dest.Cells(r, c).Interior.Pattern = source.Cells(r, c).Interior.Pattern
                dest.Cells(r, c).HorizontalAlignment = source.Cells(r, c).HorizontalAlignment
                dest.Cells(r, c).IndentLevel = source.Cells(r, c).IndentLevel
                dest.Cells(r, c).NumberFormat = source.Cells(r, c).NumberFormat
                dest.Cells(r, c).Orientation = source.Cells(r, c).Orientation
                dest.Cells(r, c).RowHeight = source.Cells(r, c).RowHeight
                dest.Cells(r, c).UseStandardHeight = source.Cells(r, c).UseStandardHeight
                dest.Cells(r, c).UseStandardWidth = source.Cells(r, c).UseStandardWidth
                dest.Cells(r, c).VerticalAlignment = source.Cells(r, c).VerticalAlignment
                dest.Cells(r, c).WrapText = source.Cells(r, c).WrapText

                With source.Cells(r, c).Font
                    dest.Cells(r, c).Font.Background = .Background
                    dest.Cells(r, c).Font.Bold = .Bold
                    dest.Cells(r, c).Font.Color = .Color
                    dest.Cells(r, c).Font.ColorIndex = .ColorIndex
                    dest.Cells(r, c).Font.FontStyle = .FontStyle
                    dest.Cells(r, c).Font.Italic = .Italic
                    dest.Cells(r, c).Font.Shadow = .Shadow
                    dest.Cells(r, c).Font.Size = .Size
                    dest.Cells(r, c).Font.Strikethrough = .Strikethrough
                    dest.Cells(r, c).Font.Subscript = .Subscript
                    dest.Cells(r, c).Font.Superscript = .Superscript
                    dest.Cells(r, c).Font.Underline = .Underline
                End With
                On Error GoTo 0
            End If


    Application.ScreenUpdating = updating

End Sub

Sub test()
    CopyCells Range("b2:c6"), Range("h10"), CopyFormulas + CopyFormats
End Sub


Jan 082011

For those who envisage building an Excel RTD server, I have written a tutorial and open-sourced the code on SourceForge.

The following topics are covered:

  • How RTD servers work
  • Architecture
  • Excel, Multithreading and callbacks
  • Providing easy-to-read function names
  • Talking to the GoogleMaps APIs
  • Avoiding Application Domain misery
  • Embedding a GoogleMap page in an Excel Task Pane
  • Creating the Setup project
  • Changing the Excel RTD Throttle Interval
  • Utility functions
  • Building help from the source with Sandcastle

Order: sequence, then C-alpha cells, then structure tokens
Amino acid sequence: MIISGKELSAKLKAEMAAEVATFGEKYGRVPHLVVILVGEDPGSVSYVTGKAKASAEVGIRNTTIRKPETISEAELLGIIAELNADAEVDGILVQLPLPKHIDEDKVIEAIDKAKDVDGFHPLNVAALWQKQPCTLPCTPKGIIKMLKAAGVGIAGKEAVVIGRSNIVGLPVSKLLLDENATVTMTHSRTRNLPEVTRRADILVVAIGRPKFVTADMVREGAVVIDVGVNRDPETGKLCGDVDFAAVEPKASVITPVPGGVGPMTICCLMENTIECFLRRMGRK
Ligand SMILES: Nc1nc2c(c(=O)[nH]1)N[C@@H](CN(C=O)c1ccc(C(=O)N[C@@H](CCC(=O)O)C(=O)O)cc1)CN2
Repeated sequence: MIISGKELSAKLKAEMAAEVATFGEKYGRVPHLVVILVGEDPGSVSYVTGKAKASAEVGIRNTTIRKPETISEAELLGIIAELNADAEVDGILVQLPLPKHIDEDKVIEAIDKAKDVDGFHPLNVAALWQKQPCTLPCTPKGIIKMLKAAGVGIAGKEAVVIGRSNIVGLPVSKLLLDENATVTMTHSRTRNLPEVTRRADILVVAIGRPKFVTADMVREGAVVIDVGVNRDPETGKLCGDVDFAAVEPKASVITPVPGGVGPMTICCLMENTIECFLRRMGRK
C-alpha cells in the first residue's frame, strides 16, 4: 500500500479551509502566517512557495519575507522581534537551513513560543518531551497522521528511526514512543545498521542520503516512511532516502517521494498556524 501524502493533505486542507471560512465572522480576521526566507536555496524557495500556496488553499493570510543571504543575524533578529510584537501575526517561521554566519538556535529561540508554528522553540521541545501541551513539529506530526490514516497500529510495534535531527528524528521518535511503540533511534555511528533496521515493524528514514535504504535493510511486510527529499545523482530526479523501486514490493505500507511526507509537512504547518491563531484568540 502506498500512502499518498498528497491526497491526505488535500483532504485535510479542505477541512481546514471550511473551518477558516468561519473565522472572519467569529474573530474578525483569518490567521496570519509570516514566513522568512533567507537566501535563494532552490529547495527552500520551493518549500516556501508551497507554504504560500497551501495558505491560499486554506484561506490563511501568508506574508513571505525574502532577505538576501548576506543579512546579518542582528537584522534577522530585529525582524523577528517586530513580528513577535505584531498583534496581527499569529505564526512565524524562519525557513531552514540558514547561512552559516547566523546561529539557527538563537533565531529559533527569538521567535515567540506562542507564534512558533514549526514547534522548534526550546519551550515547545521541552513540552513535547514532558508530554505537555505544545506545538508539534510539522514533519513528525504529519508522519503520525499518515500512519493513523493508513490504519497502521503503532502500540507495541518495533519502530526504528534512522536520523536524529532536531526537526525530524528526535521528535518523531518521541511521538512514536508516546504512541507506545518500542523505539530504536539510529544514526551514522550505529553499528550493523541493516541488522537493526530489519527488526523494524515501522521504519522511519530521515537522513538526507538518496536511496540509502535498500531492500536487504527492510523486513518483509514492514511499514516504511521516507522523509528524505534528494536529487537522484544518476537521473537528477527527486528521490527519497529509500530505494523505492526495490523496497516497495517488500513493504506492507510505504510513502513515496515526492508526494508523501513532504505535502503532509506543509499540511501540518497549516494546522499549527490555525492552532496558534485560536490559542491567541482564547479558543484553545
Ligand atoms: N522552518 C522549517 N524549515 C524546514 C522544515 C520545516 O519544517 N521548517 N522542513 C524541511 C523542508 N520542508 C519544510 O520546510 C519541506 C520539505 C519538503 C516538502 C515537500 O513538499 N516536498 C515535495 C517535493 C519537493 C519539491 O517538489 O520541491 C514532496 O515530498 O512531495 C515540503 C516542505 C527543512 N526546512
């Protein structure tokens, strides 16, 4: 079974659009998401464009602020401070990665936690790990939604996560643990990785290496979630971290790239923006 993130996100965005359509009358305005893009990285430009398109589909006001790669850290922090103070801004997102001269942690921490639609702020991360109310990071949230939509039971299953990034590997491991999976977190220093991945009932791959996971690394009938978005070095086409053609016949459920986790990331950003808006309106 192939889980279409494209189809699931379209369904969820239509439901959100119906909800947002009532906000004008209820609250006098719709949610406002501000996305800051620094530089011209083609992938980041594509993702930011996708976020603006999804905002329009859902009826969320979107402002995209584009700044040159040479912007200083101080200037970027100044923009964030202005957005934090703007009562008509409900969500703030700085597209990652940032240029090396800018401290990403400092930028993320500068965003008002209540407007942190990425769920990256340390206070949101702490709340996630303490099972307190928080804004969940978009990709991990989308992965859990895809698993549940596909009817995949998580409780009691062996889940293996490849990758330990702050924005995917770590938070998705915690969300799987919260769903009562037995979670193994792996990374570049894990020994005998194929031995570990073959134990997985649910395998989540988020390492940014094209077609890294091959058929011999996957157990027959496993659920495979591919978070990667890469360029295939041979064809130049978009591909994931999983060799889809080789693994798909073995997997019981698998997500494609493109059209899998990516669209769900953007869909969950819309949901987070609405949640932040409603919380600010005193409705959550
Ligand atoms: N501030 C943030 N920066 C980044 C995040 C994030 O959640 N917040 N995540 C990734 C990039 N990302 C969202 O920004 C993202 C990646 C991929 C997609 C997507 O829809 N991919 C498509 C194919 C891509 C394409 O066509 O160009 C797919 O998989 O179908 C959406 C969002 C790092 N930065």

I hope that you will find it useful.

Oct 202010

Addin for Microsoft Excel which allows you to perform forward and reverse geocoding, both by address and latitude / longitude, calculate Great Circle Distances using Vincenty’s algorithm, calculate travel distances and durations and verify the results with a Google Maps Task Pane, all inside your comfortable Excel interface.

This is useful for creating GoogleMap applications to find places from a list, like this.

Implements three Excel formulas:

=Geocode(request, location)

Request is the field to return:

  • status The status of the geocode request (Fetching, OK, N matches, etc.)
  • latitude The latitude of ‘location’
  • longitude The longitude of ‘location’
  • and so on: formatted_address, country political,administrative_area_level_1 political, administrative_area_level_2 political, administrative_area_level_3 political, locality political, sublocality political, route, street_number, postal_code, types, location_type, partial_match, point_of_interest, establishment, viewpointne, viewpointsw, airport establishment transit_station, bus_station transit_station, establishment, natural_feature, neighborhood political, postal_town, premise, street_address, subpremise

Location is the name or address of a place or point of interest

=GreatCircleDistance(latitude1, longitude1, latitude2, longitude2)

Calculates the Great Circle Distance using Vincenty’s Formula, with fallback to the Haversine formula when Vincenty’s method doesn’t converge.

=Travel(request, origin, destination, mode)

Calculates the distance or duration to get from origin to destination, according to Google Directions.

Request is the field to return:

  • distance The distance in metres from origin to destination
  • duration The estimated duration from origin to destination

Origin and destination are the names or addresses of the start and finish.

Mode is the mode of transport to use: Driving, Bicycling or Walking

Free download here


Screenshot, click to enlarge:

May 112010

In the process of analysing a client’s existing database, I used Visio’s reverse-engineering tool. It works well, but the resulting diagram was an incomprehensible bowl of spaghetti. Visio does have a “Layout shapes” command, which appears to work by moving shapes with repulsive forces and the result is, not surprisingly, repulsive.

What I wanted was a tool which would unravel the spaghetti, so that I could get a grasp of the relationships, edit and revise them and layout again in an iterative process.
Searching for a solution, I found three layout programs, none of which have a Visio interface:

  1. Microsoft Automatic Graph Layout (MSAGL), formerly known as GLEE The first version, GLEE, is free whereas MSAGL costs between 99 USD and 279 USD depending on where you buy it.
  2. Tom Sawyer Layout is also a graph layout library, the price isn’t disclosed on their website.
  3. Graphviz from AT&T research labs, reputed to have the most sophisticated layout algorithms, is free.

Given that the best quality was to be found in the free library, I made the obvious choice.